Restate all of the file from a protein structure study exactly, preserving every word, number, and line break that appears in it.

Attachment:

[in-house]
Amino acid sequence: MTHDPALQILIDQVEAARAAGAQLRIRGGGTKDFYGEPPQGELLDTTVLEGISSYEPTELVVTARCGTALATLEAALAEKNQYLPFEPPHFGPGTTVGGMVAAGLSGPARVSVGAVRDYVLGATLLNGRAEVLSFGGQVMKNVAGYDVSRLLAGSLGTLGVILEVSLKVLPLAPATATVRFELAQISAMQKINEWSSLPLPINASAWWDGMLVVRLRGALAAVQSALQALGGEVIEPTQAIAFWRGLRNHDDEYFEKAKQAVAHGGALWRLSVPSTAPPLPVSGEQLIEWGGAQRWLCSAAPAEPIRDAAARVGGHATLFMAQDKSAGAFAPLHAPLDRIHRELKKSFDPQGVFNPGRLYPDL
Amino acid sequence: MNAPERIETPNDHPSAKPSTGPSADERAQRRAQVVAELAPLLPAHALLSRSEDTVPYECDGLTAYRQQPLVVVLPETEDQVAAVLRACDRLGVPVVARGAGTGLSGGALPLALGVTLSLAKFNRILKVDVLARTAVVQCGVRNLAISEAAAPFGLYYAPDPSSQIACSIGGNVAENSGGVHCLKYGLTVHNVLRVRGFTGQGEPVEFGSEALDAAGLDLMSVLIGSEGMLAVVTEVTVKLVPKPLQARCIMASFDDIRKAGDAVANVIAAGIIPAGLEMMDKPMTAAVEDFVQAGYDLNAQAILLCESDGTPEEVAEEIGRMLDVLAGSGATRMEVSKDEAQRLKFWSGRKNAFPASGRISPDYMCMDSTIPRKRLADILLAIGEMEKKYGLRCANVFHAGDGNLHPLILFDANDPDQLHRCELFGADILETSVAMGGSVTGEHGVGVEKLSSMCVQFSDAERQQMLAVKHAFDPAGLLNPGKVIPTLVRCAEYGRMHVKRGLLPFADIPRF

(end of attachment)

[in-house]
Amino acid sequence: MTHDPALQILIDQVEAARAAGAQLRIRGGGTKDFYGEPPQGELLDTTVLEGISSYEPTELVVTARCGTALATLEAALAEKNQYLPFEPPHFGPGTTVGGMVAAGLSGPARVSVGAVRDYVLGATLLNGRAEVLSFGGQVMKNVAGYDVSRLLAGSLGTLGVILEVSLKVLPLAPATATVRFELAQISAMQKINEWSSLPLPINASAWWDGMLVVRLRGALAAVQSALQALGGEVIEPTQAIAFWRGLRNHDDEYFEKAKQAVAHGGALWRLSVPSTAPPLPVSGEQLIEWGGAQRWLCSAAPAEPIRDAAARVGGHATLFMAQDKSAGAFAPLHAPLDRIHRELKKSFDPQGVFNPGRLYPDL
Amino acid sequence: MNAPERIETPNDHPSAKPSTGPSADERAQRRAQVVAELAPLLPAHALLSRSEDTVPYECDGLTAYRQQPLVVVLPETEDQVAAVLRACDRLGVPVVARGAGTGLSGGALPLALGVTLSLAKFNRILKVDVLARTAVVQCGVRNLAISEAAAPFGLYYAPDPSSQIACSIGGNVAENSGGVHCLKYGLTVHNVLRVRGFTGQGEPVEFGSEALDAAGLDLMSVLIGSEGMLAVVTEVTVKLVPKPLQARCIMASFDDIRKAGDAVANVIAAGIIPAGLEMMDKPMTAAVEDFVQAGYDLNAQAILLCESDGTPEEVAEEIGRMLDVLAGSGATRMEVSKDEAQRLKFWSGRKNAFPASGRISPDYMCMDSTIPRKRLADILLAIGEMEKKYGLRCANVFHAGDGNLHPLILFDANDPDQLHRCELFGADILETSVAMGGSVTGEHGVGVEKLSSMCVQFSDAERQQMLAVKHAFDPAGLLNPGKVIPTLVRCAEYGRMHVKRGLLPFADIPRF